A Preview of “Murder Unlimited”

lg_v3_murder_unlimited_smallHere’s a special look at the opening scene to The Adventures of Lazarus Gray Volume Three: Eidolon. In this excerpt, you get to see the return of an old enemy in the story “Murder Unlimited”:

Melvin Pemberley was fifty-one years old, though he could pass for a man in his mid-thirties. He was handsome in an Aryan sort of way, with short-cut blond hair, blue eyes that resembled chipped polar ice and a coolly efficient manner of conducting himself. He tended to wear the type of white lab coats so often associated with scientists and was rarely found without a pair of surgical gloves on his hands.

Doc Pemberley’s appearance generally caused people to believe he was a hard-working man dedicated to science. The truth was a good bit more sinister. Pemberley was completely amoral. Where the average person would cringe, Pemberley stared unabashed. When a normal man would rush in to save those in need, Pemberley was more apt to pick up a sheet of paper and begin recording the events occurring before him.

And then there was the peculiar interest in the macabre.

Doc Pemberley was not only a world-class authority on scientific matters, he was also an amateur occultist, with a collection of books that would be the envy of almost any parapsychologist in the world. Even the good men and women at Miskatonic University would have been impressed by his holdings. He had several books that had been personally bound by the infamous Felix Cole, whose skills in handling the works of the damned were impeccable.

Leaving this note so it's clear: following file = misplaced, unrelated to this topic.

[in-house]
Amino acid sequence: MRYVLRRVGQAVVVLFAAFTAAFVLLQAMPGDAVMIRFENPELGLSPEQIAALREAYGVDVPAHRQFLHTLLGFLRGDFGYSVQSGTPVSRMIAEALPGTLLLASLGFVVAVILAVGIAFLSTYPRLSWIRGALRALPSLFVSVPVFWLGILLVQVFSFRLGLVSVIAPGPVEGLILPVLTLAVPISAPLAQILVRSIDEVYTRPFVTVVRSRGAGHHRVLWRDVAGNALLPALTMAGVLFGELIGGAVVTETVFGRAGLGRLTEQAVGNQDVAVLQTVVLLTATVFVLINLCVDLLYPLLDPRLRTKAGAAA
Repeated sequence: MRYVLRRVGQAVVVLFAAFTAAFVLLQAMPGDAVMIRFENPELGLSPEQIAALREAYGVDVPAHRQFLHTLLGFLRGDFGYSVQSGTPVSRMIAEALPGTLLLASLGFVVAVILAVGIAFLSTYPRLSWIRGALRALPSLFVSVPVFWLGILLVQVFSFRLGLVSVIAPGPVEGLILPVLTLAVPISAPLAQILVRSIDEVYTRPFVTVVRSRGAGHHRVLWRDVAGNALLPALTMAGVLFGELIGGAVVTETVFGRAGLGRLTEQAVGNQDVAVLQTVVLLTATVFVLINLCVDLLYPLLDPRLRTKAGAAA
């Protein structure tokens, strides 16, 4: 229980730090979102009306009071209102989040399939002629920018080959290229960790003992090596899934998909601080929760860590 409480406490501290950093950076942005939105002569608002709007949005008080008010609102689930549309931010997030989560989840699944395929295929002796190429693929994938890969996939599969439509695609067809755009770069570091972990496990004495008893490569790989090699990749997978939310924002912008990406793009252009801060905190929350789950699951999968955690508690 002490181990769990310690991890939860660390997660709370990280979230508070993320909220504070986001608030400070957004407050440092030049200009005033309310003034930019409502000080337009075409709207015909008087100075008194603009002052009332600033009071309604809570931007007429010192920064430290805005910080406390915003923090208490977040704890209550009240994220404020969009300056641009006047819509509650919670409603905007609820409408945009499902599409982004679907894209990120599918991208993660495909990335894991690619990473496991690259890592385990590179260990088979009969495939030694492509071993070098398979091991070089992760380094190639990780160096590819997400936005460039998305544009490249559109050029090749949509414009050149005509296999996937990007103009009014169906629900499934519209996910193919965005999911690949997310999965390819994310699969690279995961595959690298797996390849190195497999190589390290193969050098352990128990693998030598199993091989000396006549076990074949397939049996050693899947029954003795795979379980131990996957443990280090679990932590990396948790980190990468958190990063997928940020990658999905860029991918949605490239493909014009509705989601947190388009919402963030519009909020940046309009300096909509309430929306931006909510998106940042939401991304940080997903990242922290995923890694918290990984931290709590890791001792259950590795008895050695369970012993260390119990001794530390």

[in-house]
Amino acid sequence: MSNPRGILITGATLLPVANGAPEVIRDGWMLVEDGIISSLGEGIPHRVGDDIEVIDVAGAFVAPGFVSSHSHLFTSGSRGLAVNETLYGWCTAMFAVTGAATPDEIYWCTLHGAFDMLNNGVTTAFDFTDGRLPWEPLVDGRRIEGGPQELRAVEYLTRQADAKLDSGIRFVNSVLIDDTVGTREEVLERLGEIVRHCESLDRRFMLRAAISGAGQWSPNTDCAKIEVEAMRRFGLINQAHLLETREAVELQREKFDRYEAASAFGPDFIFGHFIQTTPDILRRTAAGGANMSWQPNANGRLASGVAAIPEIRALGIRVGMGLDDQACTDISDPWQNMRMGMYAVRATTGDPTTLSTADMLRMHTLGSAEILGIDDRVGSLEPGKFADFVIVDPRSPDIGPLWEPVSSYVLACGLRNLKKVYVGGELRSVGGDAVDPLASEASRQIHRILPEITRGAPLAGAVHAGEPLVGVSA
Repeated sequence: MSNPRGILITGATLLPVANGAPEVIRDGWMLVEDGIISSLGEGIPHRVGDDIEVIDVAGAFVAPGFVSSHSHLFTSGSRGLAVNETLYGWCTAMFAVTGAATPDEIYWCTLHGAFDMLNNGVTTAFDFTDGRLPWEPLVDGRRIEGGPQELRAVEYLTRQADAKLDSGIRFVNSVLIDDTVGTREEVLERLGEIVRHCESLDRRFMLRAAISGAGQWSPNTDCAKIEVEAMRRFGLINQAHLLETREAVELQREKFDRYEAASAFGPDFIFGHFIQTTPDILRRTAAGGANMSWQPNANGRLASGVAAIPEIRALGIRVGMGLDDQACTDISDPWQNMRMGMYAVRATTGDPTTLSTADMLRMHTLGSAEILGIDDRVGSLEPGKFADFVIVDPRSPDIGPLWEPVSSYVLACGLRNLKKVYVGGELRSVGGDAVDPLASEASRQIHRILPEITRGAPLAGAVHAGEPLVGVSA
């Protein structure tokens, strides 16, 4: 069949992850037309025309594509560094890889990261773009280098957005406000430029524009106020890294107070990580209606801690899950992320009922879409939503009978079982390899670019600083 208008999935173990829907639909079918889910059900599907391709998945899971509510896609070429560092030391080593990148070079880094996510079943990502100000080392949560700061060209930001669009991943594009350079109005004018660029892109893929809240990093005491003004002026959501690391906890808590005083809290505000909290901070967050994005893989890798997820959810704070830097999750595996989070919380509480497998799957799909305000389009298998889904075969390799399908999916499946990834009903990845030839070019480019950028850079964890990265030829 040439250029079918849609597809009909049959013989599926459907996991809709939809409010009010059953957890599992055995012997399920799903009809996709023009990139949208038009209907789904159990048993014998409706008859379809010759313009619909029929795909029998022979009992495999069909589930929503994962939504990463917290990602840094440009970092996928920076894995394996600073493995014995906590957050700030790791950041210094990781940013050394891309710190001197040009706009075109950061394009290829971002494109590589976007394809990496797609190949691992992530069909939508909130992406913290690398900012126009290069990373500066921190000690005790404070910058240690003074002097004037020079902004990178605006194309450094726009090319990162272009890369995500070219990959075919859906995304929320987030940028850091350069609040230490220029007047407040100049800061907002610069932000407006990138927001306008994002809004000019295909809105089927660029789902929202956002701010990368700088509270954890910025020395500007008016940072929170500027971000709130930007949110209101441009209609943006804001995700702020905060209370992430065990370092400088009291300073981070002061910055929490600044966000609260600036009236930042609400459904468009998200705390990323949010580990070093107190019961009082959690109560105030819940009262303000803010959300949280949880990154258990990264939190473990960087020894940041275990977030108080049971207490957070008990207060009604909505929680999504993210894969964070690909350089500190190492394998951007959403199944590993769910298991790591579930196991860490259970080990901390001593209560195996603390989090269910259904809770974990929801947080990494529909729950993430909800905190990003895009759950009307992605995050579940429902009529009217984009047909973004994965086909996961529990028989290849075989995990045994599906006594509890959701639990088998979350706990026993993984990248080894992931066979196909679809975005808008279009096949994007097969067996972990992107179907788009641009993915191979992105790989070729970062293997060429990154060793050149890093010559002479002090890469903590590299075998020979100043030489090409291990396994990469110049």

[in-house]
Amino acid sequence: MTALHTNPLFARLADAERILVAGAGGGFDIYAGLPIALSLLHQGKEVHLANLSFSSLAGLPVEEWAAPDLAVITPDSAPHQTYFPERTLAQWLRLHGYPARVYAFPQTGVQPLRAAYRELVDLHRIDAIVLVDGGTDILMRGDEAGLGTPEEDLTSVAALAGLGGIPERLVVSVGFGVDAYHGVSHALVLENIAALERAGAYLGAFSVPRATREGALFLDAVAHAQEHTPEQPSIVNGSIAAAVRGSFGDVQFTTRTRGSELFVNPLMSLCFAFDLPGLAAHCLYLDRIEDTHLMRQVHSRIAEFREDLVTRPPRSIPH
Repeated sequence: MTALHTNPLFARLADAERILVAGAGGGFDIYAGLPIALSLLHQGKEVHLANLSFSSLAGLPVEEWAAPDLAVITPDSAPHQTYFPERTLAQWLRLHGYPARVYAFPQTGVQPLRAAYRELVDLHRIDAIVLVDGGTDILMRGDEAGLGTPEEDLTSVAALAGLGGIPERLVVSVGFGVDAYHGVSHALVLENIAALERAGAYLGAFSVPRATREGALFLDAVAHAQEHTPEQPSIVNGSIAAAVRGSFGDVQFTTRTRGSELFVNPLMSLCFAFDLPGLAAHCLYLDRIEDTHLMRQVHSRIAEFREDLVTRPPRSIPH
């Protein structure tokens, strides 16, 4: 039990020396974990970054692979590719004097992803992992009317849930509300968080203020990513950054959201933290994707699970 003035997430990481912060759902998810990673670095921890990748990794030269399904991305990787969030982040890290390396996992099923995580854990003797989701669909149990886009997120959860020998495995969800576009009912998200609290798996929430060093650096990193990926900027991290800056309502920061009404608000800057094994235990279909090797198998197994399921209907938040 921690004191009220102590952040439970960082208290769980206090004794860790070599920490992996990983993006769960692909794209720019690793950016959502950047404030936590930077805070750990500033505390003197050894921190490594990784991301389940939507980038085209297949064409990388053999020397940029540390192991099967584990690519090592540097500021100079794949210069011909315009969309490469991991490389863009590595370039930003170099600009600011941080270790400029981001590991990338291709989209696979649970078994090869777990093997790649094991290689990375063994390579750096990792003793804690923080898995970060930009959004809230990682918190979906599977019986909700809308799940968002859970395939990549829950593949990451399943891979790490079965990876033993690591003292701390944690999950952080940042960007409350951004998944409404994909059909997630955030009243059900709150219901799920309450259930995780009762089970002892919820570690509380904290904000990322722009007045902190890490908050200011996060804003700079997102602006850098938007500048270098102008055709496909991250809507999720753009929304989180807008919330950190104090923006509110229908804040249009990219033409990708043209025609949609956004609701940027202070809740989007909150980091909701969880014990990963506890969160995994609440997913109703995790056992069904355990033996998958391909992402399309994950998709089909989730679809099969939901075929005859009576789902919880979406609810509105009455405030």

The combination of good looks, remarkable intelligence and a total lack of morals made Doc Pemberley a very, very dangerous man.

With Sovereign City’s notoriously revolving door prison policy, Pemberley had been sure he’d be back on the streets within hours after his last arrest… but it hadn’t happened. The judges that owed him favors were either out of jobs or no longer considered Pemberley worthy of notice.

He’d stewed in his cell for months now, still bitter over the way that Lazarus Gray and Morgan Watts had treated him.

In Pemberley’s mind, Gray was a fool of the highest order, believing that he and his cohorts could bring about lasting change to Sovereign. He failed to understand that Sovereign was corrupting at its very core. Pemberley was not alone in his belief that there was something in the very air of Sovereign, something that inspired acts of depravity. Men and women who in other places would have been fine, upstanding citizens, found themselves unable to control their darker impulses in this place.

Pemberley loved Sovereign, regarding it as the perfect laboratory for his frequent experimentation. No matter how many times he’d been exiled from the city, he’d always returned, drawn back like a moth to a flame.

The doctor sat alone in his cell, thinking about these dark thoughts, when the prison guards announced that it was lights out. Pemberley was forbidden to have cellmates after several of them had come to mysterious ends. He sometimes found this disturbing, since he did enjoy a good conversation, but he also enjoyed the freedom it gave him. Away from all prying eyes, he could proceed with his private works.

As soon as darkness had descended, Pemberley was off his bunk and crouching against the back wall. There, secreted in a tiny hole, were the implements that would give him his freedom once more.

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